Posted by Paul Lopatto, February 2, 2009
The New York Times reported this morning that despite rising unemployment, public assistance rolls in 30 states declined or remained flat in 2008, while 20 states had an increase in their welfare caseloads. Does an increase in job losses necessarily lead to an increase in the welfare rolls? Some observers who project increases in the city’s welfare caseload and grant expenditures think so. But evidence from the last two recessions suggests the relationship between job losses and public assistance isn’t so clear. History suggests that the effect on welfare rolls will depend largely on the size of the economic downturn and how government policies treat those applying for and receiving public assistance grants.
From 1989 through 1992, the city experienced a deep recession, with job losses totaling more than 350,000 over four years. The job losses brought about a reversal of a prior downward trend in the welfare caseload. During the years of job losses, the number of welfare recipients increased by 231,000, including a rise of 118,000 in the program for families with children and 113,000 in the program for single adults and childless couples. The link between changes in employment and caseload was quite strong: for every three jobs lost about two more individuals were added to the welfare rolls.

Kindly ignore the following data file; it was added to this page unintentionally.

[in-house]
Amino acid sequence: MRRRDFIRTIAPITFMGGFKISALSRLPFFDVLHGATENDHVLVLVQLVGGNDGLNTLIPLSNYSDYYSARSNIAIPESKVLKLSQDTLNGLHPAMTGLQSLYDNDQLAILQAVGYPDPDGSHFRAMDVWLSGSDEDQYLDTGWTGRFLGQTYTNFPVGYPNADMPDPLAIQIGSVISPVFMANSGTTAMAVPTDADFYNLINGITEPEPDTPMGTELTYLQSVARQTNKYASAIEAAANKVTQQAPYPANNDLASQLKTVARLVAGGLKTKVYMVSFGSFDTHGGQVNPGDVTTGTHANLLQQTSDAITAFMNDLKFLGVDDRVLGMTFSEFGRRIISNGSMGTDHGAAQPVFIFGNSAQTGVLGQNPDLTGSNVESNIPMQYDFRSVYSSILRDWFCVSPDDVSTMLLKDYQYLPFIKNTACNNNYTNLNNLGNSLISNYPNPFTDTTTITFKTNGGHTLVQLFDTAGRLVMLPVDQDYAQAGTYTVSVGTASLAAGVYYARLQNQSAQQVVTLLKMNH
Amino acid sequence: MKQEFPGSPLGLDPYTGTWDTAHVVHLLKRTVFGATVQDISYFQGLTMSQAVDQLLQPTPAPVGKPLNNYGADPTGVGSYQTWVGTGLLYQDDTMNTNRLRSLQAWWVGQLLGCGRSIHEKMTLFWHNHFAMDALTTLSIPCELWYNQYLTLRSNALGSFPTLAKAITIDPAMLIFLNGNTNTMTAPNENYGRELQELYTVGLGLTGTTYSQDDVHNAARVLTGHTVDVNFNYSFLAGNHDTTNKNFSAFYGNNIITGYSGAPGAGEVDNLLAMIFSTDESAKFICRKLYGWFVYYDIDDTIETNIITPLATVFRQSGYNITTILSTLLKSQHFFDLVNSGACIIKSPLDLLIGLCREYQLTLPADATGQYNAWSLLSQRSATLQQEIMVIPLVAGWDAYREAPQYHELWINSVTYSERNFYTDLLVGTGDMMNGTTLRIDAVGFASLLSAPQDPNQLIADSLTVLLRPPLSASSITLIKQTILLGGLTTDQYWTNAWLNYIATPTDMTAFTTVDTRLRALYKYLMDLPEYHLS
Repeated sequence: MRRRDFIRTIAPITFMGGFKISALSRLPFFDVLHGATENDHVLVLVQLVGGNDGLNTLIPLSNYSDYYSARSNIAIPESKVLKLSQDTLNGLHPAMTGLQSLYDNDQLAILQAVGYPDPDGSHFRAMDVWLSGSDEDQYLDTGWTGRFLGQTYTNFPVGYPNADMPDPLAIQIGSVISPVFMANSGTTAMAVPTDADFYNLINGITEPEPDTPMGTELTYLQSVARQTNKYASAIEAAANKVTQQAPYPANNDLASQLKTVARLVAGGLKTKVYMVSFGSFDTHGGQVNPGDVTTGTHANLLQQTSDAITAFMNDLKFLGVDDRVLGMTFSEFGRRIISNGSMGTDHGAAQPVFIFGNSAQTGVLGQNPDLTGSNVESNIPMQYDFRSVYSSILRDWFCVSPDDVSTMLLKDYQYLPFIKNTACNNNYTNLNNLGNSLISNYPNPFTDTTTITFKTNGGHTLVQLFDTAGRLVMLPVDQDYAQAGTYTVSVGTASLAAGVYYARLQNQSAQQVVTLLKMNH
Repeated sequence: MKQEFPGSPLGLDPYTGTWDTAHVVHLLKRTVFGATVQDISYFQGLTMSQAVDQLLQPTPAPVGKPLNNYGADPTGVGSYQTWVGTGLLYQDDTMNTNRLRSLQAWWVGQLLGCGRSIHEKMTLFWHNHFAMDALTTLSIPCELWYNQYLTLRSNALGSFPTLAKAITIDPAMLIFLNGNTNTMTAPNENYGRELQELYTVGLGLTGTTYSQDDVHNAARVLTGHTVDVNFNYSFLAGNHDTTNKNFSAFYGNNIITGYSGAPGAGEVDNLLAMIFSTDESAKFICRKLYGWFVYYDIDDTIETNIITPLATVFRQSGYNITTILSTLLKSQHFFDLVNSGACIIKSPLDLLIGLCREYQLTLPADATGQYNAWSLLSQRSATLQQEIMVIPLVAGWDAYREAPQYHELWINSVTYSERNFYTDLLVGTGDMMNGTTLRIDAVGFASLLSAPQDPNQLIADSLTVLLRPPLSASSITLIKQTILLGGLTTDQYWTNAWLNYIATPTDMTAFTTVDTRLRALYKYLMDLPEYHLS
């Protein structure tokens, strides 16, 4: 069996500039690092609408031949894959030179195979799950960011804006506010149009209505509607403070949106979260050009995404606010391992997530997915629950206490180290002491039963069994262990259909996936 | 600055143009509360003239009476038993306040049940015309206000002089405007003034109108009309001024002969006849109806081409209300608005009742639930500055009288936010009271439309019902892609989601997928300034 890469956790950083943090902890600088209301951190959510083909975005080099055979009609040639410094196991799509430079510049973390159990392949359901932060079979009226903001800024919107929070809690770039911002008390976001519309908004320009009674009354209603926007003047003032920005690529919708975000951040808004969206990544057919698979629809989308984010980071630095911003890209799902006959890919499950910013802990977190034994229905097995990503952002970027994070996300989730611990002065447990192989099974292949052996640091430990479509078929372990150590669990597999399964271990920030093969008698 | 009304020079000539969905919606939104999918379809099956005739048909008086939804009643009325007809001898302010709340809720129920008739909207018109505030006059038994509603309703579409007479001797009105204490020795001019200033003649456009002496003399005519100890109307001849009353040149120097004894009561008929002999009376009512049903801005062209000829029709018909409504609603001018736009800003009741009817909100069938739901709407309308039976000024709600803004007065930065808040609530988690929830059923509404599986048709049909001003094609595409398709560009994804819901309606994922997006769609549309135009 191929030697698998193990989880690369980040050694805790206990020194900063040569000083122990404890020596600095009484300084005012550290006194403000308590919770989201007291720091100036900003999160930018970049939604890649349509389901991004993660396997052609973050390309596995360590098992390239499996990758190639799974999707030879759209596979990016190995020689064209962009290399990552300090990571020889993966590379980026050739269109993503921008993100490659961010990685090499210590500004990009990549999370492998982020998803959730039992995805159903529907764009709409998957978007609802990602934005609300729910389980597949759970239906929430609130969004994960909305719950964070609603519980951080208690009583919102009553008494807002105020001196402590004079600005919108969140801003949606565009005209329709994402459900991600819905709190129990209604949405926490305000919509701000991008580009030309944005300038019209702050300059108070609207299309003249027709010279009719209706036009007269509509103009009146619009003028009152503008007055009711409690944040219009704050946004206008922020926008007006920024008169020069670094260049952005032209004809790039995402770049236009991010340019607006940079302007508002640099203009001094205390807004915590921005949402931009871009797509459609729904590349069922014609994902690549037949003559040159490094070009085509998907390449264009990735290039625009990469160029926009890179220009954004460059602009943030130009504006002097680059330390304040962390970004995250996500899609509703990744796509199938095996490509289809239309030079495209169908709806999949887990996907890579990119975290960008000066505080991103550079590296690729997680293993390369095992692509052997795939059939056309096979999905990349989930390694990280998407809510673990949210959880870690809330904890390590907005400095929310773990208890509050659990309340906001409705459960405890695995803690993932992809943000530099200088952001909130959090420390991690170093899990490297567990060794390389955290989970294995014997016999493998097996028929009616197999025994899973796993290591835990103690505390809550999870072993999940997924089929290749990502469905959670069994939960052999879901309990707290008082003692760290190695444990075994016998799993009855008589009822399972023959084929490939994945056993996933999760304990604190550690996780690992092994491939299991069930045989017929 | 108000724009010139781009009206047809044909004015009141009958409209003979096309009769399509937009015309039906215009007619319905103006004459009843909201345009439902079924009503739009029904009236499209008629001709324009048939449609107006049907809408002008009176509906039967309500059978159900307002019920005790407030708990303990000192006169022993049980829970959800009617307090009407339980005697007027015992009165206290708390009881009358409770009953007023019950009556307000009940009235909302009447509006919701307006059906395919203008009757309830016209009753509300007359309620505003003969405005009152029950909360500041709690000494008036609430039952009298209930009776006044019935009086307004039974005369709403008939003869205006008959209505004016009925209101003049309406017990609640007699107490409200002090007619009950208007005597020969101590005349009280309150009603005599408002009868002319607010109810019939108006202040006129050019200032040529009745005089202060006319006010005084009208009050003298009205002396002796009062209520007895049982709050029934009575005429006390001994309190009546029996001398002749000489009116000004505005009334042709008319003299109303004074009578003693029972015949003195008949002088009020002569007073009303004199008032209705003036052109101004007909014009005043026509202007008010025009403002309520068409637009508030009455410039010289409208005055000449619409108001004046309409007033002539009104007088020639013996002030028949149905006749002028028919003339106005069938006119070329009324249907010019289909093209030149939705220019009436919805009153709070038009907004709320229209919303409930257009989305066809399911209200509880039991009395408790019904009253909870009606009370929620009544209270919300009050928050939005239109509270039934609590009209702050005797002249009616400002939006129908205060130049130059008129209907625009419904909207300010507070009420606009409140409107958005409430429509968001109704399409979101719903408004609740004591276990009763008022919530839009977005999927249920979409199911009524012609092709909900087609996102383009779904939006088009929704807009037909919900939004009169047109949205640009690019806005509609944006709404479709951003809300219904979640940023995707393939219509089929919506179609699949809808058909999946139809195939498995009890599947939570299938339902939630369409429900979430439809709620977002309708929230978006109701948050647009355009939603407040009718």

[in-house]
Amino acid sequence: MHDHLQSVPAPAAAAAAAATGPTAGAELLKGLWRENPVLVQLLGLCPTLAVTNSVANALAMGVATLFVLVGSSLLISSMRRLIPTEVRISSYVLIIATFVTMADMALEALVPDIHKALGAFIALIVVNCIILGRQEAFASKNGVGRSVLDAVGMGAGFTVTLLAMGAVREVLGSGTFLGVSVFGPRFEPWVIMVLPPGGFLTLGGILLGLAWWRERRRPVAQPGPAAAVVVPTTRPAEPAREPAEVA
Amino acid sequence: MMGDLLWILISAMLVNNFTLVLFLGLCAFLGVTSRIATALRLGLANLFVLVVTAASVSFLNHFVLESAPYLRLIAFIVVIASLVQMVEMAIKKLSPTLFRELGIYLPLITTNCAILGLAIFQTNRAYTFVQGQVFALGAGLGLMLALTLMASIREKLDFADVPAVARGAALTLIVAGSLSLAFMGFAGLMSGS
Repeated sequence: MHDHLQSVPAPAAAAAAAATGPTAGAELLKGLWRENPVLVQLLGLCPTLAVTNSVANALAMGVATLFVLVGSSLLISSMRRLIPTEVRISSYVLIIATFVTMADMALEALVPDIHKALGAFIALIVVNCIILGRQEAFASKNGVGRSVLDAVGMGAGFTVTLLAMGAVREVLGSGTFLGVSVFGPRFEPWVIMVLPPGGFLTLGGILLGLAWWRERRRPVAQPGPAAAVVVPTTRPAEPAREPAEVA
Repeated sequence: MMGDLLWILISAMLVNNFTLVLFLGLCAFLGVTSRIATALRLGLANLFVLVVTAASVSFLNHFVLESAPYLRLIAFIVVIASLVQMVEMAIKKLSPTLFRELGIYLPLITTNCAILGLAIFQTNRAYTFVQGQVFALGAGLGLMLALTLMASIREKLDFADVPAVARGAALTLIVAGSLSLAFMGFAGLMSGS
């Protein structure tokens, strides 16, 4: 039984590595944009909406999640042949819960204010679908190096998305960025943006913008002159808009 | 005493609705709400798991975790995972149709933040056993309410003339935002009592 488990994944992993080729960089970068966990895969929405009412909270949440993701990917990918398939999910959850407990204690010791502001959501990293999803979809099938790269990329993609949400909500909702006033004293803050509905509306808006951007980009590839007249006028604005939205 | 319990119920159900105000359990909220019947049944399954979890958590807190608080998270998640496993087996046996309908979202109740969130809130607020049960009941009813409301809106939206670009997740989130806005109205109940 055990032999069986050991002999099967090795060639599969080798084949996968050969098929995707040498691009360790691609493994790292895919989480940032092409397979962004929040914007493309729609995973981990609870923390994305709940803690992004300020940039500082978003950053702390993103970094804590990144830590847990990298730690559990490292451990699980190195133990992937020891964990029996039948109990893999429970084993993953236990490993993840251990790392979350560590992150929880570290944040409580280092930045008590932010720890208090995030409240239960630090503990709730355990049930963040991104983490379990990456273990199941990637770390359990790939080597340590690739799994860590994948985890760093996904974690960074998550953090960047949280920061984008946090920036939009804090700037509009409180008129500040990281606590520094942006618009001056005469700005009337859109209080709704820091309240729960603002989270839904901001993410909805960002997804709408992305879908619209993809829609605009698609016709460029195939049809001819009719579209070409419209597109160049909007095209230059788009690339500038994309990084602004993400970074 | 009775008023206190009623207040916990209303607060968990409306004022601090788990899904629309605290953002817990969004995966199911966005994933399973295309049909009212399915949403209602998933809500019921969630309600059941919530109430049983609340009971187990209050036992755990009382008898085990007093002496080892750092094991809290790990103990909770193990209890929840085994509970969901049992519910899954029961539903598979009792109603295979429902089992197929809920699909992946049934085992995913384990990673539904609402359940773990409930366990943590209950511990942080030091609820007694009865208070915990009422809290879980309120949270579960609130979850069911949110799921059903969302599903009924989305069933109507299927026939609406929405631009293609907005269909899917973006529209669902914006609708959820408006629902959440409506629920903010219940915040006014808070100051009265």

In 1995 the city began to implement new local welfare reform policies that were later reinforced by changes at the state and federal levels. The new initiatives included intensive screening of new applicants, work requirements, and the use of job placement firms to push recipients aggressively into the paid workforce. The changes affected the ability of city residents to access and retain public assistance grants. The new policies helped to bring about a long period of caseload decline, with the total number of welfare recipients dropping by 60 percent between March 1995 and September 2001.
In early 2001, the city once again began to slide into recession. Later in the year, the attacks on the World Trade Center pushed the economy into further decline, leading to heavy job losses. By the end of 2003, the city had suffered a net loss of about 220,000 jobs. Compared to the prior recession, the rise in unemployment had a much smaller effect on the public assistance caseload because of the more restrictive welfare policies. In fact, the caseload of families on welfare continued to decrease. (It leveled off for a while in 2003 before resuming its decline.) Over the same period the caseload of single adults increased by a modest 20,000, but far less than in the prior downturn.
These findings are relevant today, since the more restrictive welfare policies remain largely in place. Although it is likely that large job losses in the next few months or years would lead to an upturn in the city’s public assistance caseload, IBO expects the welfare reform policies that began in the mid-1990s to limit their effect. Any increase in the city’s welfare caseload would likely lead to further increases in the Medicaid and Food Stamp rolls, since eligibility for public assistance generally makes an individual eligible for both of these programs.